5. Your textbook, homework assignments, and exams will be available through the MyEconLab platform. The total cost of all three will be around $99 (plus tax). The bookstore may offer an access code, but you can get it cheaper directly from the publisher. If you want a physical copy of the textbook, I'd suggest getting an older edition online. You don't need to register for MyEconLab until our course is officially open on Canvas. 

  6. There is one smaller book that we will read together for this course: Think Like a Freak. This book will introduce ways that economics can be applied to a wide variety of areas and will introduce the concept of "thinking like an economist." You can use the topics in this book to help you with Packback discussions and questions that may appear on exams and during in-class polling. Used copies of this book are available on Amazon for less than $10. You should purchase this book before classes start.

  7. I cannot stress enough how often you can find books online for significantly cheaper than at the campus bookstore. For most classes, you can find used copies or older editions that work just as well. Be sure to check with your instructors to see! Even if you need to purchase a new copy of something, Amazon is almost always a better deal. If your family does not have Amazon Prime, you can sign up for an Amazon Student account and get prime benefits for free for 6 months. This way you'll save on books AND on shipping costs. You can even have packages shipped to your dorm.

  8. We will use a number of platforms during the course, but you should consider our Canvas course as the "hub" for all of the other sites. This website is just to give you an early look at the semester ahead. Each week I will post an announcement in Canvas to highlight important information for that week ahead. I may also email you directly about various topics as the semester progresses. If you don’t want to use your PSU email address, you can set up email forwarding so that you get all emails and announcements from me in your preferred inbox. I recommend updating your Canvas preferences before the term starts so that you receive daily digests from your courses rather than individual emails each time something changes in your courses.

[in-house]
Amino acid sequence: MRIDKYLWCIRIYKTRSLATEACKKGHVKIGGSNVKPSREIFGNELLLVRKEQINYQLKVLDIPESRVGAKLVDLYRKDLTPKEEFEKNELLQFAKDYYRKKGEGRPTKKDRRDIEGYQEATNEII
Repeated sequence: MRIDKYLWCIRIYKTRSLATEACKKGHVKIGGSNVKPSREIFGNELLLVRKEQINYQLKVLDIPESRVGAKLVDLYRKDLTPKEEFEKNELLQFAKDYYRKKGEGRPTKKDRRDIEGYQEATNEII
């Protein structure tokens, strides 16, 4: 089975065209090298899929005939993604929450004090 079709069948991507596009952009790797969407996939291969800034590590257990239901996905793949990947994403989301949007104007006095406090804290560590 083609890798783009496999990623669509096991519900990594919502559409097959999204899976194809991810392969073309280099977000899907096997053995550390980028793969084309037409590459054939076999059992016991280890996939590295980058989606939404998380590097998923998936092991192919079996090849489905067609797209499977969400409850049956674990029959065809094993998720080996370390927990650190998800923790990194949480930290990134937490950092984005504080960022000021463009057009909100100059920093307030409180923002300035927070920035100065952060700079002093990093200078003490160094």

9. Taking a course with a heavy emphasis on technology (Canvas, Zoom, MyEconLab, Packback) increases the possibility that you may experience some technical difficulties over the course of an entire semester. The Zoom option of the class should not be used as a replacement for physical class attendance. If the resources in the classroom (or your own personal equipment) aren't functioning that day, you are still responsible for all of the material covered that day. Given the structure of the course, there are no extensions or makeup assignments this semester. Because there are so many regular assignments throughout the semester, I recommend getting into the habit of using a planner instead of relying on the Canvas to-do list.

  10. I occasionally tweet economics stuff that you may find interesting and I also write a weekly newsletter on economics in current events but you shouldn't feel obligated to follow me. I am really looking forward to this semester and seeing many of you back on campus!